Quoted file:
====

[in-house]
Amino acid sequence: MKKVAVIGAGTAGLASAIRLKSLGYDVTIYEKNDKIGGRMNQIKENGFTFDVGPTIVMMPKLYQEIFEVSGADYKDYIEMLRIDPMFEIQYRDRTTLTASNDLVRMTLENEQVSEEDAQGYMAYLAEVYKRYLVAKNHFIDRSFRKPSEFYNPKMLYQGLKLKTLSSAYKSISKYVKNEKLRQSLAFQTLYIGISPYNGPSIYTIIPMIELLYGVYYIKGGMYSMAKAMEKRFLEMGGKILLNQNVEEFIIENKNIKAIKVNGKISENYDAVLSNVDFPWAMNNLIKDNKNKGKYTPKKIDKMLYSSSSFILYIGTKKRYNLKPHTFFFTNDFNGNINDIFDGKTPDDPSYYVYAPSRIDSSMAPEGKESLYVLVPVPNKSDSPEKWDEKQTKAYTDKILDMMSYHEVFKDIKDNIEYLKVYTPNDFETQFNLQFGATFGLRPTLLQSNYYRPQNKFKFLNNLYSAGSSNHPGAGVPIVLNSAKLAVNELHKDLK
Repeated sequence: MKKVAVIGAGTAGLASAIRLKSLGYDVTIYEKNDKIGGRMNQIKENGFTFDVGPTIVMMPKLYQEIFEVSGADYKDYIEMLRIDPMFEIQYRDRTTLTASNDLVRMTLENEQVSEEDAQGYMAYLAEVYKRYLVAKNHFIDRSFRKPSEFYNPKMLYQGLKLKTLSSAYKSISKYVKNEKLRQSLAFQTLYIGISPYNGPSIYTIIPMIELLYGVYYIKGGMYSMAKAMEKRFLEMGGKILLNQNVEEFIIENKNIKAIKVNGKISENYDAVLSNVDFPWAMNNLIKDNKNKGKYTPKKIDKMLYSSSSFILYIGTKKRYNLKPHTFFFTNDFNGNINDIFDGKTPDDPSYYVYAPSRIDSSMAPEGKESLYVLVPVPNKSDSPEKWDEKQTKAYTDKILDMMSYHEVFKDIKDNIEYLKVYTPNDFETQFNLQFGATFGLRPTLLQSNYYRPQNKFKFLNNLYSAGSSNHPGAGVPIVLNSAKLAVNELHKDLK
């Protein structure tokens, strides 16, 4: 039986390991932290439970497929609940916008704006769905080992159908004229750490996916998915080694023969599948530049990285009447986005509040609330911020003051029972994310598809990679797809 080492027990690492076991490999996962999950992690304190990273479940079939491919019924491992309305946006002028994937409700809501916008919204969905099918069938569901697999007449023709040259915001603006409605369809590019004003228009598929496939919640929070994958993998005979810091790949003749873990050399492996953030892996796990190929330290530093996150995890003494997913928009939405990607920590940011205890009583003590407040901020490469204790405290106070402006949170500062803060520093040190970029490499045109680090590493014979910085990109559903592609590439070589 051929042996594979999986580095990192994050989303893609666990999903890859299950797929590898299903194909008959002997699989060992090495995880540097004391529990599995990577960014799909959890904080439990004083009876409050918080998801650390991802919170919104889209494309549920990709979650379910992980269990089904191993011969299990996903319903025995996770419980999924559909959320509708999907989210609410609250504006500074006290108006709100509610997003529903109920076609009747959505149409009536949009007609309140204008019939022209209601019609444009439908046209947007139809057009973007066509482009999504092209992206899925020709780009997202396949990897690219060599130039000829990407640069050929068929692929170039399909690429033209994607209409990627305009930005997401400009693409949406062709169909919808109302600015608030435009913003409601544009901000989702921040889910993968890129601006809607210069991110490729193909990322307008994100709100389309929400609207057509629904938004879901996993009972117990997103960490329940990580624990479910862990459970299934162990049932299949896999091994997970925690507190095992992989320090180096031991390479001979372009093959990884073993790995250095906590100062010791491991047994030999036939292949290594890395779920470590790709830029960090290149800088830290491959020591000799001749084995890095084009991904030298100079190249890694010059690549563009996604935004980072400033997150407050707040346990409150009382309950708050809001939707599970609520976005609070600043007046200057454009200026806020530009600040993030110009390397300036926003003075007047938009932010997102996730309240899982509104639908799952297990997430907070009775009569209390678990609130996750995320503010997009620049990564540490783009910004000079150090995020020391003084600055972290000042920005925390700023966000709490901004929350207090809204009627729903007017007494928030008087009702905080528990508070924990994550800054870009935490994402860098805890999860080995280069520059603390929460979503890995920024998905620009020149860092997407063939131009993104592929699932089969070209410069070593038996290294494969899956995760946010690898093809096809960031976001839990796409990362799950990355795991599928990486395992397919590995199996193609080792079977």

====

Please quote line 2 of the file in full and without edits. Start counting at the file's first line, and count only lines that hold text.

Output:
Amino acid sequence: MKKVAVIGAGTAGLASAIRLKSLGYDVTIYEKNDKIGGRMNQIKENGFTFDVGPTIVMMPKLYQEIFEVSGADYKDYIEMLRIDPMFEIQYRDRTTLTASNDLVRMTLENEQVSEEDAQGYMAYLAEVYKRYLVAKNHFIDRSFRKPSEFYNPKMLYQGLKLKTLSSAYKSISKYVKNEKLRQSLAFQTLYIGISPYNGPSIYTIIPMIELLYGVYYIKGGMYSMAKAMEKRFLEMGGKILLNQNVEEFIIENKNIKAIKVNGKISENYDAVLSNVDFPWAMNNLIKDNKNKGKYTPKKIDKMLYSSSSFILYIGTKKRYNLKPHTFFFTNDFNGNINDIFDGKTPDDPSYYVYAPSRIDSSMAPEGKESLYVLVPVPNKSDSPEKWDEKQTKAYTDKILDMMSYHEVFKDIKDNIEYLKVYTPNDFETQFNLQFGATFGLRPTLLQSNYYRPQNKFKFLNNLYSAGSSNHPGAGVPIVLNSAKLAVNELHKDLK